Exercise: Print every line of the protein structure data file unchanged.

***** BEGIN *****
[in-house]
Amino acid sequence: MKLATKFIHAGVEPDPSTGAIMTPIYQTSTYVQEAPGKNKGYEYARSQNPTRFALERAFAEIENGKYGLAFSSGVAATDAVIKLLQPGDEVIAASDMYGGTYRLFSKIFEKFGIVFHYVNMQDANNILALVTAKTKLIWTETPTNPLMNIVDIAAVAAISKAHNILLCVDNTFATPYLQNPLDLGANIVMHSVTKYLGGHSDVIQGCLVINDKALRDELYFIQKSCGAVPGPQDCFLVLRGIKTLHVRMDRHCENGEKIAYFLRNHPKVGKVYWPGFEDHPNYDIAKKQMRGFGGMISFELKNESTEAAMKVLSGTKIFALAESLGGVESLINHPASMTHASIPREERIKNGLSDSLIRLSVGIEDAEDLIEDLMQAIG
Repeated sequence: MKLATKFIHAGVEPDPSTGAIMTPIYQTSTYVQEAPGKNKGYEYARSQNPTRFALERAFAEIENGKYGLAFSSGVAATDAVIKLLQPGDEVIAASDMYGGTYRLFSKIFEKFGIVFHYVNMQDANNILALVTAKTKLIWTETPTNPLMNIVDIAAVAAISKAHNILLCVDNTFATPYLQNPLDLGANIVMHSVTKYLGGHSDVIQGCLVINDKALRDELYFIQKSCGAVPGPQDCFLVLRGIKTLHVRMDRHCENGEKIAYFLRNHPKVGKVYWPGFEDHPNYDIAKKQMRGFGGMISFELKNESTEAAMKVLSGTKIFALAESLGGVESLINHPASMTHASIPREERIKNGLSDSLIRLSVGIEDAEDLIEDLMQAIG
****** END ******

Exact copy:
[in-house]
Amino acid sequence: MKLATKFIHAGVEPDPSTGAIMTPIYQTSTYVQEAPGKNKGYEYARSQNPTRFALERAFAEIENGKYGLAFSSGVAATDAVIKLLQPGDEVIAASDMYGGTYRLFSKIFEKFGIVFHYVNMQDANNILALVTAKTKLIWTETPTNPLMNIVDIAAVAAISKAHNILLCVDNTFATPYLQNPLDLGANIVMHSVTKYLGGHSDVIQGCLVINDKALRDELYFIQKSCGAVPGPQDCFLVLRGIKTLHVRMDRHCENGEKIAYFLRNHPKVGKVYWPGFEDHPNYDIAKKQMRGFGGMISFELKNESTEAAMKVLSGTKIFALAESLGGVESLINHPASMTHASIPREERIKNGLSDSLIRLSVGIEDAEDLIEDLMQAIG
Repeated sequence: MKLATKFIHAGVEPDPSTGAIMTPIYQTSTYVQEAPGKNKGYEYARSQNPTRFALERAFAEIENGKYGLAFSSGVAATDAVIKLLQPGDEVIAASDMYGGTYRLFSKIFEKFGIVFHYVNMQDANNILALVTAKTKLIWTETPTNPLMNIVDIAAVAAISKAHNILLCVDNTFATPYLQNPLDLGANIVMHSVTKYLGGHSDVIQGCLVINDKALRDELYFIQKSCGAVPGPQDCFLVLRGIKTLHVRMDRHCENGEKIAYFLRNHPKVGKVYWPGFEDHPNYDIAKKQMRGFGGMISFELKNESTEAAMKVLSGTKIFALAESLGGVESLINHPASMTHASIPREERIKNGLSDSLIRLSVGIEDAEDLIEDLMQAIG